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Dec. 17, 2009, 11:30 a.m.

KNC 2010: FollowIndy tries to marry aggregation and geography

[EDITOR’S NOTE: We’re highlighting a few of the entries in this year’s Knight News Challenge, which just closed Tuesday night. Did you know of an entry worth looking at? Email Mac or leave a brief comment on this post. —Josh]

Former Indianapolis Star software developer Chris Vannoy brings something unusual to his News Challenge application: a fully functional site already built on nights and weekends.

FollowIndy is a hyperlocal aggregator, tapping into the vast web of information published through Twitter, Flickr, news sites, and blogs. Its value is in the limits of its geography: The site only targets news and information relevant to Indianapolis. “Unlike a lot of aggregators that sort of cast a wide net, the idea is to get a very small net that’s aiming for a specific area,” Vannoy said. “It’s about getting a full picture of what’s going on in Indianapolis and then providing some context around what people are talking about.”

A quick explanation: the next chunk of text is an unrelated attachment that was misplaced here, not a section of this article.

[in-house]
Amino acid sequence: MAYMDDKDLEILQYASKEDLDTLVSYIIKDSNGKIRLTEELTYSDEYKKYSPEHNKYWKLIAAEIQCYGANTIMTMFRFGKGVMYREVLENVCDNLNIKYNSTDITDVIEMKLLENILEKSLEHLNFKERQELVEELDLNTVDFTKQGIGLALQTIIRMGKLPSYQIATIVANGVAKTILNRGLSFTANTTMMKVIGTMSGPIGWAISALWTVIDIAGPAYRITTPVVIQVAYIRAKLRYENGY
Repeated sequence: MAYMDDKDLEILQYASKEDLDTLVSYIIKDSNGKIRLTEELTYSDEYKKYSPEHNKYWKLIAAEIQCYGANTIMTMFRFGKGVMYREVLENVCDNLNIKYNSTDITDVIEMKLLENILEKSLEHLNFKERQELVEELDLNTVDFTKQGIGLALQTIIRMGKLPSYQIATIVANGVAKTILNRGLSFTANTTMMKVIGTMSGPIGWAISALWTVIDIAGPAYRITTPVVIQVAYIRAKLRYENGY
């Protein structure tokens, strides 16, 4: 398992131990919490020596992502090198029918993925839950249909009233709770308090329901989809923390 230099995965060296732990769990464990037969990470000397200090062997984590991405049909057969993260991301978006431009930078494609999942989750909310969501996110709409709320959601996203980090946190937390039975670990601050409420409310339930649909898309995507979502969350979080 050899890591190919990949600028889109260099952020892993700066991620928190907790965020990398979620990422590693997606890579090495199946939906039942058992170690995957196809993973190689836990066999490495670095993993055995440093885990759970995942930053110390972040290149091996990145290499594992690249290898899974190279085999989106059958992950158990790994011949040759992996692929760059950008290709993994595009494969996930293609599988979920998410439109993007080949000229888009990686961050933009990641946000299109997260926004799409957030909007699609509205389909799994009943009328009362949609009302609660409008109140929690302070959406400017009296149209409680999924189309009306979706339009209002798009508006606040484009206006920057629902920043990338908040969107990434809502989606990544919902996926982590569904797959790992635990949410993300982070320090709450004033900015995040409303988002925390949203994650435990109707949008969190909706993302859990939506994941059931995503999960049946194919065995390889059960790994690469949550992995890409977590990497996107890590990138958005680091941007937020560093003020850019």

Once the sources are pulled into FollowIndy, content is automatically tagged and aggregated, which makes it possible to aggregate all material related to arson, apartment complexes, or Peyton Manning.

Aggregating both professional and personal feeds means Vannoy has data to track how stories are pushed by each — if mainstream media is pushing a story that’s then being picked up by personal users, or vice versa. That’s similar to the Media Cloud project of our friends down the street here at Harvard. For instance, here is a visualization of mentions of the word “flu” in the sources FollowIndy tracks. Notice how mentions spike after The Indianapolis Star mentions is around 24 seconds in:

So if FollowIndy is already up and running, what does Vannoy need $100,000 of Knight money for? Vannoy wants to expand the network of sources it tracks (it doesn’t yet include local blogs, for instance), and it needs a variety of infrastructure improvements, such as better autotagging of content. But he believes FollowIndy is a model that can be duplicated in other markets, as he writes in his application:

By focusing on a single geographic area, you can go deep: pulling in blogs…alternative news weeklies, business journals, television stations and Twitter to try to grab every last speck of news. It’s that volume of data that suddenly makes things interesting and makes some things possible. Small-scale trends by geography, what a geographic area is linking to and the like become not just possible, but relatively easy.

POSTED     Dec. 17, 2009, 11:30 a.m.
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